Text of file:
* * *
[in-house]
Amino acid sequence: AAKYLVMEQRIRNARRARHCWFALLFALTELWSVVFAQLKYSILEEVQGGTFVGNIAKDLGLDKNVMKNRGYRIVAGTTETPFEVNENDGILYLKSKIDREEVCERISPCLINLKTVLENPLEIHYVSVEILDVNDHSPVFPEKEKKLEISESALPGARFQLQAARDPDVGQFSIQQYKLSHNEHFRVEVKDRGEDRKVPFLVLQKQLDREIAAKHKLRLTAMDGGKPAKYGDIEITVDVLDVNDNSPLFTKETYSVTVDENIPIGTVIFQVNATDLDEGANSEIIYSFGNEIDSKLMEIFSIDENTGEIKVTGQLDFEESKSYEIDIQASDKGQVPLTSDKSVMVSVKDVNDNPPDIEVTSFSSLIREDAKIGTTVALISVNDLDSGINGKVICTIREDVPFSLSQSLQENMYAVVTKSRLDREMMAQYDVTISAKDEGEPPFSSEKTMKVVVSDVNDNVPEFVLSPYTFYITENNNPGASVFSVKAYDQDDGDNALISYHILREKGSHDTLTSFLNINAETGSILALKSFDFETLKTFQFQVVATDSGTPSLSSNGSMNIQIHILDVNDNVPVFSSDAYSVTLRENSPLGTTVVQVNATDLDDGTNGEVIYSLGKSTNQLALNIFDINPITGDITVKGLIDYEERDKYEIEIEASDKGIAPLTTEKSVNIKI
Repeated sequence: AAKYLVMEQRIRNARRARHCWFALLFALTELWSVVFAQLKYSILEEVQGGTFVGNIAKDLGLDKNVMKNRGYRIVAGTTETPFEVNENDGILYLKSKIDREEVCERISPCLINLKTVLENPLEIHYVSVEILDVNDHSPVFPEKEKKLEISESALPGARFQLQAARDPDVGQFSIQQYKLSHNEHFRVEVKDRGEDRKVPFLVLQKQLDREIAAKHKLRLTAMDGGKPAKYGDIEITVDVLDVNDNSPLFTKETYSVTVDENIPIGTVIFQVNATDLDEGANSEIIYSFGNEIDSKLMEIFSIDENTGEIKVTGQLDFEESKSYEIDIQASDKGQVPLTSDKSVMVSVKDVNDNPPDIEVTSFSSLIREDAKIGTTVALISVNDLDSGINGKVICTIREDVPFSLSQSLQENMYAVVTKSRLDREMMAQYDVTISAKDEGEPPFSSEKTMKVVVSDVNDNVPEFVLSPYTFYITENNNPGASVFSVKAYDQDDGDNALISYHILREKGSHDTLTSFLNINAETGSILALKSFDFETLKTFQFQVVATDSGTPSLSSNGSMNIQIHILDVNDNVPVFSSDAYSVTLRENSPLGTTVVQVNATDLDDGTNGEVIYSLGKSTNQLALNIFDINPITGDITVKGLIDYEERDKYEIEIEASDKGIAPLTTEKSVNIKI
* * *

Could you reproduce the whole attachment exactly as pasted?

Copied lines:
[in-house]
Amino acid sequence: AAKYLVMEQRIRNARRARHCWFALLFALTELWSVVFAQLKYSILEEVQGGTFVGNIAKDLGLDKNVMKNRGYRIVAGTTETPFEVNENDGILYLKSKIDREEVCERISPCLINLKTVLENPLEIHYVSVEILDVNDHSPVFPEKEKKLEISESALPGARFQLQAARDPDVGQFSIQQYKLSHNEHFRVEVKDRGEDRKVPFLVLQKQLDREIAAKHKLRLTAMDGGKPAKYGDIEITVDVLDVNDNSPLFTKETYSVTVDENIPIGTVIFQVNATDLDEGANSEIIYSFGNEIDSKLMEIFSIDENTGEIKVTGQLDFEESKSYEIDIQASDKGQVPLTSDKSVMVSVKDVNDNPPDIEVTSFSSLIREDAKIGTTVALISVNDLDSGINGKVICTIREDVPFSLSQSLQENMYAVVTKSRLDREMMAQYDVTISAKDEGEPPFSSEKTMKVVVSDVNDNVPEFVLSPYTFYITENNNPGASVFSVKAYDQDDGDNALISYHILREKGSHDTLTSFLNINAETGSILALKSFDFETLKTFQFQVVATDSGTPSLSSNGSMNIQIHILDVNDNVPVFSSDAYSVTLRENSPLGTTVVQVNATDLDDGTNGEVIYSLGKSTNQLALNIFDINPITGDITVKGLIDYEERDKYEIEIEASDKGIAPLTTEKSVNIKI
Repeated sequence: AAKYLVMEQRIRNARRARHCWFALLFALTELWSVVFAQLKYSILEEVQGGTFVGNIAKDLGLDKNVMKNRGYRIVAGTTETPFEVNENDGILYLKSKIDREEVCERISPCLINLKTVLENPLEIHYVSVEILDVNDHSPVFPEKEKKLEISESALPGARFQLQAARDPDVGQFSIQQYKLSHNEHFRVEVKDRGEDRKVPFLVLQKQLDREIAAKHKLRLTAMDGGKPAKYGDIEITVDVLDVNDNSPLFTKETYSVTVDENIPIGTVIFQVNATDLDEGANSEIIYSFGNEIDSKLMEIFSIDENTGEIKVTGQLDFEESKSYEIDIQASDKGQVPLTSDKSVMVSVKDVNDNPPDIEVTSFSSLIREDAKIGTTVALISVNDLDSGINGKVICTIREDVPFSLSQSLQENMYAVVTKSRLDREMMAQYDVTISAKDEGEPPFSSEKTMKVVVSDVNDNVPEFVLSPYTFYITENNNPGASVFSVKAYDQDDGDNALISYHILREKGSHDTLTSFLNINAETGSILALKSFDFETLKTFQFQVVATDSGTPSLSSNGSMNIQIHILDVNDNVPVFSSDAYSVTLRENSPLGTTVVQVNATDLDDGTNGEVIYSLGKSTNQLALNIFDINPITGDITVKGLIDYEERDKYEIEIEASDKGIAPLTTEKSVNIKI